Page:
United States District Court, S.D. California
ORDER GRANTING IN PART MOTION FOR JUDGMENT ON THE PLEADINGS; AND
ORDER OF DISMISSAL
LARRY ALAN BURNS, District Judge.
Plaintiff Tatyana Vogel, who is proceeding in forma pauperis, filed her complaint in this action bringing discrimination claims under Title VII of the Civil Rights Act of 1964. The Court dismissed the original complaint for failure to invoke its jurisdiction. Vogel then filed an amended complaint, which was screened and dismissed. She then filed her second amended complaint (the "SAC"), which survived screening and was served on Defendant. At the time Vogel filed her SAC, she was proceeding pro se. Since then, she has obtained counsel, who is now representing her.
Defendant has now moved for judgment on the pleadings, pursuant to Fed.R.Civ.P. 12(c). The motion argues Vogel's claims are vague and incomprehensible, and therefore fail to meet the pleading standards, even when construed liberally. The motion is not long, but cites particular portions of the SAC to show the pleadings are missing the necessary facts.
The Court construes pro se pleadings in civil rights cases liberally, King v. Atiyeh, 814 F.2d 565, 567 (9th Cir.1987), but will not supply facts a plaintiff has not pleaded. See Ivey v. Board of Regents of the Univ. of Alaska, 673 F.2d 266, 268 (9th Cir.1982). The pleading standard is governed by Bell Atlantic Corp. v. Twombly, 550 U.S. 544, 127 S.Ct. 1955, 167 L.Ed.2d 929 (2007) and Ashcroft v. Iqbal, 556 U.S. 662, 129 S.Ct. 1937, 173 L.Ed.2d 868 (2009). This standard doesn't allow a plaintiff to plead mere "labels and conclusions;" rather, she must allege facts sufficient to raise her "right to relief above the speculative level." Twombly at 555. The pleaded facts must show her claim is plausible, not merely possible. Iqbal at 678.
The fact that the Court found the SAC could survive screening preclude or even weigh against dismissal; "the sua sponte screening and dismissal procedure is cumulative of, and not a substitute for, any subsequent Rule 12(b)(6) motion that [a defendant] may choose to bring." Teahan v. Wilhelm, 481 F.Supp.2d 1115, 1119 (S.D.Cal. 2007).
Vogel's opposition, filed by her counsel, bravely defends the SAC, pointing out specific factual allegations, and characterizing the pleadings as adequately identifying acts of discrimination and retaliation. The opposition acknowledges the Twombly and Iqbal standard, but goes somewhat too far in citing Peloza v. Capistrano Unified School Dist., 37 F.3d 517, 521 (9th Cir. 1994) for the principle that the Court must assume that general allegations "embrace whatever specific facts might be necessary to support them." Peloza, however, cites Lujan v. Nat'l Wildlife Federation, 497 U.S. 871, 889 (1990), which in turn cites Conley v. Gibson, 355 U.S. 41, 45-46 (1957) for this principle. The old Conley standard, however, was specifically disapproved in Twombly. For this point, Peloza is therefore no longer good law.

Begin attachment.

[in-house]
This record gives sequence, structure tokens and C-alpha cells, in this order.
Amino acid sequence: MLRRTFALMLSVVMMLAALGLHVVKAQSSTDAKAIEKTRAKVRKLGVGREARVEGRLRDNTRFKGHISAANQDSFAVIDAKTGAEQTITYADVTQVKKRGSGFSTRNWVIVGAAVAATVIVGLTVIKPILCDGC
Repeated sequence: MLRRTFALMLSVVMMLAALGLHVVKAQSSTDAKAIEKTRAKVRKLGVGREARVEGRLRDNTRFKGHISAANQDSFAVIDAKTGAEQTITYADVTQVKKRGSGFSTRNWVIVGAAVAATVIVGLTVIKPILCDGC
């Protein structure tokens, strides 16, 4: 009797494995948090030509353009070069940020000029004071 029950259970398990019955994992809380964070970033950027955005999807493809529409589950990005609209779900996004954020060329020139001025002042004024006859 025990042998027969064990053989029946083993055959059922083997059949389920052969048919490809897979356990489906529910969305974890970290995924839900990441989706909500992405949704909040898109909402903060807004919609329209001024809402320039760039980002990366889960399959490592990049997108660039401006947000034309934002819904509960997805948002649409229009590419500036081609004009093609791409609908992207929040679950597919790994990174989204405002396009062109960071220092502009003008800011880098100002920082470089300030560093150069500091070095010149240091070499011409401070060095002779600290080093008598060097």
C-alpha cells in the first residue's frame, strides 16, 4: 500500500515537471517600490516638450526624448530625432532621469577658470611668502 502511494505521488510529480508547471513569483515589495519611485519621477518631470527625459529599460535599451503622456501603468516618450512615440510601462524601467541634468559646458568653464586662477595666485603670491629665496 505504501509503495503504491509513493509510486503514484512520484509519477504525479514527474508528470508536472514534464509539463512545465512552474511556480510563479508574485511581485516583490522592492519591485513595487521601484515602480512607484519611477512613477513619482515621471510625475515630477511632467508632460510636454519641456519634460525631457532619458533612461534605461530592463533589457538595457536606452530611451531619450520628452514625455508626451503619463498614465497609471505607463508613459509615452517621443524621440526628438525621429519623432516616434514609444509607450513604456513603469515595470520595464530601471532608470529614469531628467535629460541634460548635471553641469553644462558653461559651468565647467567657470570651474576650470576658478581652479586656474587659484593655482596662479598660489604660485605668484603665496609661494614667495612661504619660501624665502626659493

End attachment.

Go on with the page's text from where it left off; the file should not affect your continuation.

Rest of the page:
Significantly, the opposition cites and characterizes large portions of the SAC, rather than quoting or pointing out specific facts alleged in it. The Court has carefully reviewed the SAC, the motion, the opposition, and the reply. It is not necessary to set down specific detailed analysis in this order; it is sufficient to say that Defendant's criticisms of the SAC in both its motion and reply brief are well-taken.
Although the motion is styled as a motion for judgment on the pleadings and cites Fed.R.Civ.P. 12(c), its arguments are the kind normally found in a Rule 12(b)(6) or 12(e) motion. That is, they simply argue that the SAC's allegations are too vague, generalized, and confusing to meet the pleading standard. The motion does not argue that the pleadings show Vogel's claims fail as a matter of law, or that amendment would be futile. Nor does it rely on outside evidence, which might result in the motion being treated as a motion for summary judgment. See Rule 12(d).
After attempting to show that the SAC is sufficient, the opposition requests that if the Court is inclined to grant the motion, Vogel be given leave to amend. While the reply brief reiterates its arguments for dismissal, it does not attempt to show, nor does it show, that Vogel could not successfully amend if given the opportunity. Normally, a plaintiff will be given an opportunity to amend, unless amendment would be futile or one of several other factors is present. See In re Ford Tailgate Litigation, 2014 WL 3899545, slip op. at *6 (N.D.Cal., Aug. 8, 2014) (citing, inter alia, Eminence Capital, LLC v. Aspeon, Inc., 316 F.3d 1048, 1052 (9th Cir. 2003) and Fed.R.Civ.P. 15(a)). Here, it does not appear any of those factors are present. While it is an open question whether Vogel can amend successfully (that is, whether she can, consistently with Fed.R.Civ.P. 11, plead facts that would establish her right to relief), the Court cannot rule out the possibility.
To the extent the motion for judgment on the pleadings may have contemplated dismissal with prejudice, it is DENIED, but in all other respects it is GRANTED, and the SAC is DISMISSED. No later than September 15, 2014, Vogel may file her third amended complaint.
Vogel should take care that if she files a third amended complaint, it remedies the defects pointed out in the briefing on this motion, because she is now on notice of what those defects are. If the third amended complaint fails to remedy them, ...